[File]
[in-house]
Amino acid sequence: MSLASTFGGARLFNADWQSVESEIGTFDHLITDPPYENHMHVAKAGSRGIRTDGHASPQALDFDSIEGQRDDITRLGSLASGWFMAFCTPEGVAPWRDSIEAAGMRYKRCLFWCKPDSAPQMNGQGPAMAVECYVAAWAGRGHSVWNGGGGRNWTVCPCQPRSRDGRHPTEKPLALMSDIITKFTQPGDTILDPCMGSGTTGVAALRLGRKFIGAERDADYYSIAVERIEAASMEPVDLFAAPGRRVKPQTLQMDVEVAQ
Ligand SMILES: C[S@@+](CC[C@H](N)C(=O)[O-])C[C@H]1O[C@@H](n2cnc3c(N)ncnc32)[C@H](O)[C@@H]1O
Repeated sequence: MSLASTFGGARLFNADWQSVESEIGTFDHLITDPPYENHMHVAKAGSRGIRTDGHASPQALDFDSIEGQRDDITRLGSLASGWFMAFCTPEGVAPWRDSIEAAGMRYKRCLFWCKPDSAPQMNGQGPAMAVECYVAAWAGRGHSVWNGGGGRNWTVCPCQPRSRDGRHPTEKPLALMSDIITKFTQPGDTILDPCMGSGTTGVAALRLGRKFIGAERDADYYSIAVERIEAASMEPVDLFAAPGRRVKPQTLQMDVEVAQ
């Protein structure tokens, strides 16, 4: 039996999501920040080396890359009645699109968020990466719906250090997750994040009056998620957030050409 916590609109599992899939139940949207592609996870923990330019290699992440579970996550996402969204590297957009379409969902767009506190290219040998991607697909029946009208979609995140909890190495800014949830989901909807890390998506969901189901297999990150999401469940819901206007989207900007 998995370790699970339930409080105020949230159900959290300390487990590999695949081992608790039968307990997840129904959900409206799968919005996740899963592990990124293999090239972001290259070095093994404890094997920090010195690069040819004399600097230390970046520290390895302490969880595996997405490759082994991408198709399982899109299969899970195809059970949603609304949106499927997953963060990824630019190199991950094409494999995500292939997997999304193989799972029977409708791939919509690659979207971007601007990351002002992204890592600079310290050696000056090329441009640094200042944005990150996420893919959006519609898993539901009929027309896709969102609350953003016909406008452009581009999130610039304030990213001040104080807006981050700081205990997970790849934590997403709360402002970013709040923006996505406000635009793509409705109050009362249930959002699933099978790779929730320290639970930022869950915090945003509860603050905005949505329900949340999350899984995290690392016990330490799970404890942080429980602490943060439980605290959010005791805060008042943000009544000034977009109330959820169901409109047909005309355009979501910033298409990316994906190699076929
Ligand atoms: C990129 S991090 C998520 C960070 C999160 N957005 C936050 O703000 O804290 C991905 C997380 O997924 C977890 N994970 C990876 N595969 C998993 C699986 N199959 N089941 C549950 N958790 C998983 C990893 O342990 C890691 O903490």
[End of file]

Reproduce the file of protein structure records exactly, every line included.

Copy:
[in-house]
Amino acid sequence: MSLASTFGGARLFNADWQSVESEIGTFDHLITDPPYENHMHVAKAGSRGIRTDGHASPQALDFDSIEGQRDDITRLGSLASGWFMAFCTPEGVAPWRDSIEAAGMRYKRCLFWCKPDSAPQMNGQGPAMAVECYVAAWAGRGHSVWNGGGGRNWTVCPCQPRSRDGRHPTEKPLALMSDIITKFTQPGDTILDPCMGSGTTGVAALRLGRKFIGAERDADYYSIAVERIEAASMEPVDLFAAPGRRVKPQTLQMDVEVAQ
Ligand SMILES: C[S@@+](CC[C@H](N)C(=O)[O-])C[C@H]1O[C@@H](n2cnc3c(N)ncnc32)[C@H](O)[C@@H]1O
Repeated sequence: MSLASTFGGARLFNADWQSVESEIGTFDHLITDPPYENHMHVAKAGSRGIRTDGHASPQALDFDSIEGQRDDITRLGSLASGWFMAFCTPEGVAPWRDSIEAAGMRYKRCLFWCKPDSAPQMNGQGPAMAVECYVAAWAGRGHSVWNGGGGRNWTVCPCQPRSRDGRHPTEKPLALMSDIITKFTQPGDTILDPCMGSGTTGVAALRLGRKFIGAERDADYYSIAVERIEAASMEPVDLFAAPGRRVKPQTLQMDVEVAQ
């Protein structure tokens, strides 16, 4: 039996999501920040080396890359009645699109968020990466719906250090997750994040009056998620957030050409 916590609109599992899939139940949207592609996870923990330019290699992440579970996550996402969204590297957009379409969902767009506190290219040998991607697909029946009208979609995140909890190495800014949830989901909807890390998506969901189901297999990150999401469940819901206007989207900007 998995370790699970339930409080105020949230159900959290300390487990590999695949081992608790039968307990997840129904959900409206799968919005996740899963592990990124293999090239972001290259070095093994404890094997920090010195690069040819004399600097230390970046520290390895302490969880595996997405490759082994991408198709399982899109299969899970195809059970949603609304949106499927997953963060990824630019190199991950094409494999995500292939997997999304193989799972029977409708791939919509690659979207971007601007990351002002992204890592600079310290050696000056090329441009640094200042944005990150996420893919959006519609898993539901009929027309896709969102609350953003016909406008452009581009999130610039304030990213001040104080807006981050700081205990997970790849934590997403709360402002970013709040923006996505406000635009793509409705109050009362249930959002699933099978790779929730320290639970930022869950915090945003509860603050905005949505329900949340999350899984995290690392016990330490799970404890942080429980602490943060439980605290959010005791805060008042943000009544000034977009109330959820169901409109047909005309355009979501910033298409990316994906190699076929
Ligand atoms: C990129 S991090 C998520 C960070 C999160 N957005 C936050 O703000 O804290 C991905 C997380 O997924 C977890 N994970 C990876 N595969 C998993 C699986 N199959 N089941 C549950 N958790 C998983 C990893 O342990 C890691 O903490």